Your car was stopped in Manhattan after the police accused you of DWI. The police pulled you over in Brooklyn for Forgery or Criminal Possession of a Forged Instrument because you had a fake registration or license. Maybe you were stopped in the Yonkers and charged with Criminal Possession of a Weapon because the police claim they thought you had a gun. Regardless of the reason, the police now want to search your car.
The police can search your car in varying degrees depending on the circumstances. Without going into details as to each of those circumstances and degrees, a search can be made if there is an exigent (emergency) circumstance, the police have a search warrant, the driver consents, or there is contraband such as drugs or a gun in plain view. Even assuming one of these reasons are applicable, a search may be limited in its scope such as to you reachable area.
While each of the above searches are worthy of their own analysis, the one way the police search a car that will be discussed in more detail is by bring the vehicle back to the precinct and conducting an Inventory Search. These searches are not searches based on probable cause, a search warrant or an emergency situation. Instead, the argument or basis for these searches are that the police need to safe guard the vehicle for some reason and account for all property in the vehicle. In other words, the police are not seeking contraband, but are protecting themselves and the owner from any future problems relating to theft, damage, and security of property.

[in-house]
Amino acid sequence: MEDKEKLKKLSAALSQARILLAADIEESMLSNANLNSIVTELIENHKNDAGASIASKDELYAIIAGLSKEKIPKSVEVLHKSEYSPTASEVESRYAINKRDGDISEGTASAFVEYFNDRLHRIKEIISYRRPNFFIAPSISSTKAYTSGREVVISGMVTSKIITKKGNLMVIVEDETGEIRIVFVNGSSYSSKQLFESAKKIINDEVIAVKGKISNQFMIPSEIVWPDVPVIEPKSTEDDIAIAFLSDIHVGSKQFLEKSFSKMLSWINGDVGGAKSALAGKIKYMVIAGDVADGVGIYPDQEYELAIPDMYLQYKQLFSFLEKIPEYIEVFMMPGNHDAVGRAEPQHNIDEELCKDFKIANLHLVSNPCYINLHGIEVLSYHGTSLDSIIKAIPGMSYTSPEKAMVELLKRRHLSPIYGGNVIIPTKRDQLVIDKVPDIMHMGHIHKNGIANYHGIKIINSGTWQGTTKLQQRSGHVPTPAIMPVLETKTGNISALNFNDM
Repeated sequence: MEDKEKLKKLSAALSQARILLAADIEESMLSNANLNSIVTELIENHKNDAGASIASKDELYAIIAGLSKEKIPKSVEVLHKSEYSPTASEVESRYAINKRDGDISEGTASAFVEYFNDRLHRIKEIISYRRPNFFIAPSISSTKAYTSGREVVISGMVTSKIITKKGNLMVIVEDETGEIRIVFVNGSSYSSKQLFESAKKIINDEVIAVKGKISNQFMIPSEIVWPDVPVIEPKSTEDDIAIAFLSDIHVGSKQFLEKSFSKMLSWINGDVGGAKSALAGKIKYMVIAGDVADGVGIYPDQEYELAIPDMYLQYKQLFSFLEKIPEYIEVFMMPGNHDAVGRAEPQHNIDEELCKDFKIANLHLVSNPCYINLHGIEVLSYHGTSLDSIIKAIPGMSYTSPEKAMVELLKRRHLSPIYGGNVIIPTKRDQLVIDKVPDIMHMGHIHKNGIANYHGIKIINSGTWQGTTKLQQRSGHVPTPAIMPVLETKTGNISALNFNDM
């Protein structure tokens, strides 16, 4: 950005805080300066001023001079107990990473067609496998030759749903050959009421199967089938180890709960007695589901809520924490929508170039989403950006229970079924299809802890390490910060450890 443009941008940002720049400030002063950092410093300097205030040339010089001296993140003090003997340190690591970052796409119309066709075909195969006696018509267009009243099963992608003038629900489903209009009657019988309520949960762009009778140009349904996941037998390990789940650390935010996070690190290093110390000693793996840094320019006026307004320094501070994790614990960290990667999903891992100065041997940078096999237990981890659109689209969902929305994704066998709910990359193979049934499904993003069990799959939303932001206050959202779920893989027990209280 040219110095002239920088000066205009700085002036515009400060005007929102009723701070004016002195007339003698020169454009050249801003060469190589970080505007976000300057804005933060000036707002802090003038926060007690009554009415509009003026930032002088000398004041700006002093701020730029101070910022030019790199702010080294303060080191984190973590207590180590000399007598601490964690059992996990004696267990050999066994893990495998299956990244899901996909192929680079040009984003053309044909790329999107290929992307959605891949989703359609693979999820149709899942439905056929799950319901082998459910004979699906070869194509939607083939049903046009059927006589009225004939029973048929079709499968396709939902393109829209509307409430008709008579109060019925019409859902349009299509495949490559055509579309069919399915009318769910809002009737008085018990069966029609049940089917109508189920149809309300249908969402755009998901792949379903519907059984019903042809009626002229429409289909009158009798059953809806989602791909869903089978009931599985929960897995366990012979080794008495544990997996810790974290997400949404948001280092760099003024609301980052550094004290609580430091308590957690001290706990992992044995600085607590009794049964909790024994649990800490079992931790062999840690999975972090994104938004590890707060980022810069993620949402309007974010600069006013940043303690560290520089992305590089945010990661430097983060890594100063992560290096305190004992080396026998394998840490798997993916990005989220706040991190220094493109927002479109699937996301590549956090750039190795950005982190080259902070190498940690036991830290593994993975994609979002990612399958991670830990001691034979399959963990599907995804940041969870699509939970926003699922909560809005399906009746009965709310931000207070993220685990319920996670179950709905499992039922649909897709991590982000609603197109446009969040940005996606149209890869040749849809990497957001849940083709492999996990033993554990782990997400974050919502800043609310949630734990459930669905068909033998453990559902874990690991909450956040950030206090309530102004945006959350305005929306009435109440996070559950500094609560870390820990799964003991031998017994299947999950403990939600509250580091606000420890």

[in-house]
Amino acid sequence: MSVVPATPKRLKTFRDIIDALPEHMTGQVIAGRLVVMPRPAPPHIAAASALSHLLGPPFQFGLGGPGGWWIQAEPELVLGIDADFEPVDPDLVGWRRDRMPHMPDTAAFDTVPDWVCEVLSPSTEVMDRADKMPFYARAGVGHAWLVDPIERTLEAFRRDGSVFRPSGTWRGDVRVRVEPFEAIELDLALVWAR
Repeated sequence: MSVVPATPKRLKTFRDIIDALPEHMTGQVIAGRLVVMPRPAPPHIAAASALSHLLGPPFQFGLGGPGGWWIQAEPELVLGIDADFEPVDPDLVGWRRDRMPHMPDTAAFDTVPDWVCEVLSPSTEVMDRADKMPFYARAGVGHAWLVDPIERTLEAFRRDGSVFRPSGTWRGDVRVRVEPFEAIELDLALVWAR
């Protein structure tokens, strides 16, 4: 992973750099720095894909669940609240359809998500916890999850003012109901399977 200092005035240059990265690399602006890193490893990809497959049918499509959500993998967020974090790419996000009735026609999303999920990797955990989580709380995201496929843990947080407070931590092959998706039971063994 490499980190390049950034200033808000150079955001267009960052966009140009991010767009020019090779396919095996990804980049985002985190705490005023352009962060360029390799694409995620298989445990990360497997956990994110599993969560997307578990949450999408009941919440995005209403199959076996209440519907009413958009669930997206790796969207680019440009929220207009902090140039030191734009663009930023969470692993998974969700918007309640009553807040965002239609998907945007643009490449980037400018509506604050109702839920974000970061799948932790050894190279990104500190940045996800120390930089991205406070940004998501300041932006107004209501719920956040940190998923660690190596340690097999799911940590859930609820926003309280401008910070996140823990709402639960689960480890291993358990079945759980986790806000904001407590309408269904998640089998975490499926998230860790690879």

The unfortunate reality is that these Inventory Searches are often merely a means to conduct a full blow search of a vehicle for contraband where there is no exigent circumstance or search warrant. Therefore, in order to make sure your rights are not violated and that illegally obtained evidence is not used against you, it is in your best interest to retain an experienced criminal defense attorney.
In order for the courts to uphold an Inventory Search the following must have occurred:
1) The car must have been stopped lawfully.
2) The objective or purpose of the Inventory Search must be to make a list of the items in the car and not be an excuse or attempt to find contraband.
3) There must be established and written police procedures that were followed. According to People v. Galek, those procedures must be “rationally designed to meet the objectives that justify the search in the first place and limit the discretion of the officer in the field.”
4) An actual inventory must be made of the items recovered (after all, the police are claiming their search was an Inventory Search!).
In the event that your vehicle was searched and you believe it was done in this manner, contact a skilled criminal defense attorney who can fight to protect your rights and seek to suppress unlawfully obtained evidence.